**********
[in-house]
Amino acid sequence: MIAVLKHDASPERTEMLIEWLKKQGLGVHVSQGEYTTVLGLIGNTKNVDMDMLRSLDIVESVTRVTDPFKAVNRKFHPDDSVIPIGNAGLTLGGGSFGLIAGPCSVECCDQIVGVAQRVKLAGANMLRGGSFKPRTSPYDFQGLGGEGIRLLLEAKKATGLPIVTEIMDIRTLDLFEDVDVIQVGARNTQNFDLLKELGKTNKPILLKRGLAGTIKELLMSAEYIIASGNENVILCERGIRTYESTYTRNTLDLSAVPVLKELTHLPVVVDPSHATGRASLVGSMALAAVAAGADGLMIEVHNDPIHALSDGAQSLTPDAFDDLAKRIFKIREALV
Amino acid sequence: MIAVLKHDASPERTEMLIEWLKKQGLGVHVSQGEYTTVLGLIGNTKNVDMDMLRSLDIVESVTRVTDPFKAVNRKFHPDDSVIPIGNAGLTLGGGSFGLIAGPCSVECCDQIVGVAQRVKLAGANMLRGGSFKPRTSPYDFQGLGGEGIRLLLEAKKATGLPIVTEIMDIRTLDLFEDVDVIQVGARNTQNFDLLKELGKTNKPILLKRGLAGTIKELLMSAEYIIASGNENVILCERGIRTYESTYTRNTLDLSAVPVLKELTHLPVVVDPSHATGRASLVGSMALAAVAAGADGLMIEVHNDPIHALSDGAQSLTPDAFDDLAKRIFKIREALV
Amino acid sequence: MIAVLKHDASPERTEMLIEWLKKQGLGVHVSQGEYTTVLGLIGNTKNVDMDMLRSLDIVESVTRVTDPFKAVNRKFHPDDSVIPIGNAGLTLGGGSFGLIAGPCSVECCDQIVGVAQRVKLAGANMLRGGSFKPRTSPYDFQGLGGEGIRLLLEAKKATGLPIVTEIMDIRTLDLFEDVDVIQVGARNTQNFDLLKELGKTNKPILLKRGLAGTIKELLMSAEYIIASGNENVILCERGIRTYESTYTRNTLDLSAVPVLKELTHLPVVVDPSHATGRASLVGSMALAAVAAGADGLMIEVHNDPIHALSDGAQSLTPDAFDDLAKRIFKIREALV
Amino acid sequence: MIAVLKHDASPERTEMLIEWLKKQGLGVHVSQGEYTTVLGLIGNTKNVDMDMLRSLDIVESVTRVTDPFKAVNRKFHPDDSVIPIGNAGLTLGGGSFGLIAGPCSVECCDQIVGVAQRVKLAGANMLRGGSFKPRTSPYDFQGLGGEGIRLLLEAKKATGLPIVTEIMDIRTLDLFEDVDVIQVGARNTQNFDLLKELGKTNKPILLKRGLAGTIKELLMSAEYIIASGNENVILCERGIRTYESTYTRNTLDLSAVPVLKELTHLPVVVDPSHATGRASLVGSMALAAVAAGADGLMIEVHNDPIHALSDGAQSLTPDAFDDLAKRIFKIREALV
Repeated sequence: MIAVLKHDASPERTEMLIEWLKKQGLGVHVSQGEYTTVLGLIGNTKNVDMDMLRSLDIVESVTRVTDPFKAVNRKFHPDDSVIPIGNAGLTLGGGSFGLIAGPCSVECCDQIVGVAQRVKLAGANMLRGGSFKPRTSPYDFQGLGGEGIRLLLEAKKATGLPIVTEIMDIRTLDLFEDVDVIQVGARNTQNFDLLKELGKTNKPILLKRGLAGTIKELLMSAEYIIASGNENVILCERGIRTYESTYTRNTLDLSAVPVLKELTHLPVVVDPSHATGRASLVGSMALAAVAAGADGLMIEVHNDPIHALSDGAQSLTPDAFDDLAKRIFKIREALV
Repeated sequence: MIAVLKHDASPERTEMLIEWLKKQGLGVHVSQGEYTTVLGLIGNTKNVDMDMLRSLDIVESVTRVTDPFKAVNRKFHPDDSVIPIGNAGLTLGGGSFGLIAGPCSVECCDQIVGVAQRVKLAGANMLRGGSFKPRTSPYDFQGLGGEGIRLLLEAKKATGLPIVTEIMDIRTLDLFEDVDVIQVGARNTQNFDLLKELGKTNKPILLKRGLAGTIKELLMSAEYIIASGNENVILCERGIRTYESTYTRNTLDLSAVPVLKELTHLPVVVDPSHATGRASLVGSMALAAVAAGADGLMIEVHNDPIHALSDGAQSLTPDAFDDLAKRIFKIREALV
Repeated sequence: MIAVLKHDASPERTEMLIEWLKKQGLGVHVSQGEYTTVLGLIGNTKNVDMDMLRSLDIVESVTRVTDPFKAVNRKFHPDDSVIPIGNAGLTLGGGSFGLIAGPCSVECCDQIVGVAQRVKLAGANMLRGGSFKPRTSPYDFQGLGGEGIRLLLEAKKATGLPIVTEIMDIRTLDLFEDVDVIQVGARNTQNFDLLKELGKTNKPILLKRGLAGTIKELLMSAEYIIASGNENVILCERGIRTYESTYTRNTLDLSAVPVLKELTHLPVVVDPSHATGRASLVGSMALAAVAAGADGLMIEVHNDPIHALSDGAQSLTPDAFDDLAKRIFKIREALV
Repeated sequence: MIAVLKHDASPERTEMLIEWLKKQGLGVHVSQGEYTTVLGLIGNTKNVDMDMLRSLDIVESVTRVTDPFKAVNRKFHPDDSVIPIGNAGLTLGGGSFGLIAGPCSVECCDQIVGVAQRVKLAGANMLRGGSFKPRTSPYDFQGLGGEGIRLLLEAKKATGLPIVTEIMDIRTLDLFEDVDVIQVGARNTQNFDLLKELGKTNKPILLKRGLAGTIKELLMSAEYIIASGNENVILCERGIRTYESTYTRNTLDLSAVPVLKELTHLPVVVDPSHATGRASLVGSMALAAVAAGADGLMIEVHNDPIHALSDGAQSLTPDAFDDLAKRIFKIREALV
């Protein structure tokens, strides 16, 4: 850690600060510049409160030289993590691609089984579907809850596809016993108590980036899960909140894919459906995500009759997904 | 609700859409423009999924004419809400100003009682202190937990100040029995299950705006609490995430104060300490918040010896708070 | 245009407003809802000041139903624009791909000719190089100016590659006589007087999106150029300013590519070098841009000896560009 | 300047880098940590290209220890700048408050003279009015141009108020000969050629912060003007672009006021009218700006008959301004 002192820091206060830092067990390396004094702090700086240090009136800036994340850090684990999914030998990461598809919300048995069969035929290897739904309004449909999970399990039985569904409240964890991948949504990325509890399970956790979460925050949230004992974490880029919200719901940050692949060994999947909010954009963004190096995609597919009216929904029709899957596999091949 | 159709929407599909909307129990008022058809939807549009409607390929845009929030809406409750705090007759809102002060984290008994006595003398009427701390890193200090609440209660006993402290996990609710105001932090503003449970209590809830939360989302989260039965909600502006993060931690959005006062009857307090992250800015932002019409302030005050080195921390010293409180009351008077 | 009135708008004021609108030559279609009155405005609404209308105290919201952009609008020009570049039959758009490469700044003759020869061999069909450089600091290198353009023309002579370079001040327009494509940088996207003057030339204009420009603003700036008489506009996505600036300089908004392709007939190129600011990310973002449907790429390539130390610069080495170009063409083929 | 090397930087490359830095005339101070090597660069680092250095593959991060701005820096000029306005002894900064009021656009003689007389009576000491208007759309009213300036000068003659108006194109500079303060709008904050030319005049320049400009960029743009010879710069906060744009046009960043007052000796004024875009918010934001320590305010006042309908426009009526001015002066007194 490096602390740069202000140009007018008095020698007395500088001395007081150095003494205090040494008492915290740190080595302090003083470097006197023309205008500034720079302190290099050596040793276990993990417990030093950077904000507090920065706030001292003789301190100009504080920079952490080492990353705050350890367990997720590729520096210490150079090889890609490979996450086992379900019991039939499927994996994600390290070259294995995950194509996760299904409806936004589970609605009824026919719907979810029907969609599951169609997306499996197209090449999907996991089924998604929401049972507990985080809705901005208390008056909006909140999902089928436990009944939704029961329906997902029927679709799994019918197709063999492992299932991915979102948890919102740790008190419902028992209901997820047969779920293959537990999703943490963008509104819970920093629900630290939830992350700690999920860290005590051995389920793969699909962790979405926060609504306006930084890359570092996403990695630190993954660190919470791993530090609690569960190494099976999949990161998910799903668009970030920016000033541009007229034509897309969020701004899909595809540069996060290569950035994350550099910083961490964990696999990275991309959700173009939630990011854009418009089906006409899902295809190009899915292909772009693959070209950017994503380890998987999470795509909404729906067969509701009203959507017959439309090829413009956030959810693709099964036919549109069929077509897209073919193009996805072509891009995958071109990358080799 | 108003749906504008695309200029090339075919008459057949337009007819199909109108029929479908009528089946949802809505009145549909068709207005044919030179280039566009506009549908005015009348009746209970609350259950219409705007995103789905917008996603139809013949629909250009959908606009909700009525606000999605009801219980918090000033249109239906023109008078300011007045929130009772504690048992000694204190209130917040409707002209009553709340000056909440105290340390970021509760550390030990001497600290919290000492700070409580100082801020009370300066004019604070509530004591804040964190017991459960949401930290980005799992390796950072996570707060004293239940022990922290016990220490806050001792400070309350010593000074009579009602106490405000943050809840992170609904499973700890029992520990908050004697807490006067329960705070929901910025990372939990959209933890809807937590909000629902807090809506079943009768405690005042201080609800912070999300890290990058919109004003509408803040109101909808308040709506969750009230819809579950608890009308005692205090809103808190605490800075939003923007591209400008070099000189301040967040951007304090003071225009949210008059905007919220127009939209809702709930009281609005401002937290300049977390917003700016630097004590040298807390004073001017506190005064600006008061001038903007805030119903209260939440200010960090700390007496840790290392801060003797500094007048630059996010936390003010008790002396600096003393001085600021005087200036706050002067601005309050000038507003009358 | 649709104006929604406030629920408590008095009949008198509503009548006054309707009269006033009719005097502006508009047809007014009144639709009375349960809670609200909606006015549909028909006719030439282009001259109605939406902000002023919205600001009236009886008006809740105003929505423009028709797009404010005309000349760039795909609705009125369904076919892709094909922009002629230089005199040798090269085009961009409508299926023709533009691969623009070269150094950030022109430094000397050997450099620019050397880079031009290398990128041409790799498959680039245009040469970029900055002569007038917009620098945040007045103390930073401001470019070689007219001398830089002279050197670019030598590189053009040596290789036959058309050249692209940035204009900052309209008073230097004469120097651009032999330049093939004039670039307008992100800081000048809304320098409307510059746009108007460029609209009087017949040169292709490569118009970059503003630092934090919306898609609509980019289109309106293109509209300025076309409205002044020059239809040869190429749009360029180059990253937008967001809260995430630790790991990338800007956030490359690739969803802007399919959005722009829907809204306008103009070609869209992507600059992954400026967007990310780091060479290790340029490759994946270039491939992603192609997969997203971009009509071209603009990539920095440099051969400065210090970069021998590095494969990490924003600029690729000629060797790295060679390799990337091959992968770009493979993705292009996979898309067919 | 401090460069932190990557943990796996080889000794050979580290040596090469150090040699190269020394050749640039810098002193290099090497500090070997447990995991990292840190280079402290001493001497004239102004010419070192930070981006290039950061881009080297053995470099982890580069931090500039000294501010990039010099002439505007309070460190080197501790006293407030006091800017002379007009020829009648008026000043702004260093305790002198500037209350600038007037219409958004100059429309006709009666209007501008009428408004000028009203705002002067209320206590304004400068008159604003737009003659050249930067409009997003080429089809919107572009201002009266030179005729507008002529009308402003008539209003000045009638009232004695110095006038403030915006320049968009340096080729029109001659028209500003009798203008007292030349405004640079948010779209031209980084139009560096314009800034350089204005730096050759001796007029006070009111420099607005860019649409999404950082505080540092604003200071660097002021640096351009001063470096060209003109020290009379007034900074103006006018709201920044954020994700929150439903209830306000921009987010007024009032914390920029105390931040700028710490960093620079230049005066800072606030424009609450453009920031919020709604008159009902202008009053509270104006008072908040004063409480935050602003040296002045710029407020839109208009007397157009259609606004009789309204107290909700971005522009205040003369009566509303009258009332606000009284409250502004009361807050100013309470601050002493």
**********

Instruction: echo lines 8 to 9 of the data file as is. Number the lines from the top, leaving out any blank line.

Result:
Repeated sequence: MIAVLKHDASPERTEMLIEWLKKQGLGVHVSQGEYTTVLGLIGNTKNVDMDMLRSLDIVESVTRVTDPFKAVNRKFHPDDSVIPIGNAGLTLGGGSFGLIAGPCSVECCDQIVGVAQRVKLAGANMLRGGSFKPRTSPYDFQGLGGEGIRLLLEAKKATGLPIVTEIMDIRTLDLFEDVDVIQVGARNTQNFDLLKELGKTNKPILLKRGLAGTIKELLMSAEYIIASGNENVILCERGIRTYESTYTRNTLDLSAVPVLKELTHLPVVVDPSHATGRASLVGSMALAAVAAGADGLMIEVHNDPIHALSDGAQSLTPDAFDDLAKRIFKIREALV
Repeated sequence: MIAVLKHDASPERTEMLIEWLKKQGLGVHVSQGEYTTVLGLIGNTKNVDMDMLRSLDIVESVTRVTDPFKAVNRKFHPDDSVIPIGNAGLTLGGGSFGLIAGPCSVECCDQIVGVAQRVKLAGANMLRGGSFKPRTSPYDFQGLGGEGIRLLLEAKKATGLPIVTEIMDIRTLDLFEDVDVIQVGARNTQNFDLLKELGKTNKPILLKRGLAGTIKELLMSAEYIIASGNENVILCERGIRTYESTYTRNTLDLSAVPVLKELTHLPVVVDPSHATGRASLVGSMALAAVAAGADGLMIEVHNDPIHALSDGAQSLTPDAFDDLAKRIFKIREALV